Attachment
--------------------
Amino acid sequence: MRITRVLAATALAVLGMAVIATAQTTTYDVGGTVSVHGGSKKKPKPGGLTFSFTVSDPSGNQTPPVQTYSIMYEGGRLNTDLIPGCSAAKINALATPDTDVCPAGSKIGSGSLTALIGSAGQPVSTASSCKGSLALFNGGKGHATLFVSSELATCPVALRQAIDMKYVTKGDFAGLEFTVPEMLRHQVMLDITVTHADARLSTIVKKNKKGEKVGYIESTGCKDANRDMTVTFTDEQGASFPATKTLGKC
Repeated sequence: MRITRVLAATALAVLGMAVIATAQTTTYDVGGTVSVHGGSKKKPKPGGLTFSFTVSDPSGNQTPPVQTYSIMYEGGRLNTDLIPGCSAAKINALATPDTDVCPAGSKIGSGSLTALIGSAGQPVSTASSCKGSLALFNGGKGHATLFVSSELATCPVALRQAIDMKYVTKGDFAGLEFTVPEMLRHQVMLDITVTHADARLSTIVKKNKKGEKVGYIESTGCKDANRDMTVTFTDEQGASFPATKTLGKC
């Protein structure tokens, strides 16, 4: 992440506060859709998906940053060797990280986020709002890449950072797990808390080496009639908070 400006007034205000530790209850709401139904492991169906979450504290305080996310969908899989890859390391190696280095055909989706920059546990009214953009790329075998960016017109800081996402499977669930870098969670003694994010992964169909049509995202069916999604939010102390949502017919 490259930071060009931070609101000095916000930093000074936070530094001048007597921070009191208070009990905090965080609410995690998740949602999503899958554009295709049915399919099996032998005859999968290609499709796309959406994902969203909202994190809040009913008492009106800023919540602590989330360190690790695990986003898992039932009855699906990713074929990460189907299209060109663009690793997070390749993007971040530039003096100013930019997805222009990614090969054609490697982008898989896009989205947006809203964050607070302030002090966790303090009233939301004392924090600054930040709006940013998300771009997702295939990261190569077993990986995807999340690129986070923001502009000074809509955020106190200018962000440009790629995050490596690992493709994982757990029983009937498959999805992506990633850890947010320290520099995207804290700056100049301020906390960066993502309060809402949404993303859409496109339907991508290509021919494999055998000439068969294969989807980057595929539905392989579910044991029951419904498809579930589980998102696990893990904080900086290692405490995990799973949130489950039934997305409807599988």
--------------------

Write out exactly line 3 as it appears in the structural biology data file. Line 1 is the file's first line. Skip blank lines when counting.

């Protein structure tokens, strides 16, 4: 992440506060859709998906940053060797990280986020709002890449950072797990808390080496009639908070 400006007034205000530790209850709401139904492991169906979450504290305080996310969908899989890859390391190696280095055909989706920059546990009214953009790329075998960016017109800081996402499977669930870098969670003694994010992964169909049509995202069916999604939010102390949502017919 490259930071060009931070609101000095916000930093000074936070530094001048007597921070009191208070009990905090965080609410995690998740949602999503899958554009295709049915399919099996032998005859999968290609499709796309959406994902969203909202994190809040009913008492009106800023919540602590989330360190690790695990986003898992039932009855699906990713074929990460189907299209060109663009690793997070390749993007971040530039003096100013930019997805222009990614090969054609490697982008898989896009989205947006809203964050607070302030002090966790303090009233939301004392924090600054930040709006940013998300771009997702295939990261190569077993990986995807999340690129986070923001502009000074809509955020106190200018962000440009790629995050490596690992493709994982757990029983009937498959999805992506990633850890947010320290520099995207804290700056100049301020906390960066993502309060809402949404993303859409496109339907991508290509021919494999055998000439068969294969989807980057595929539905392989579910044991029951419904498809579930589980998102696990893990904080900086290692405490995990799973949130489950039934997305409807599988």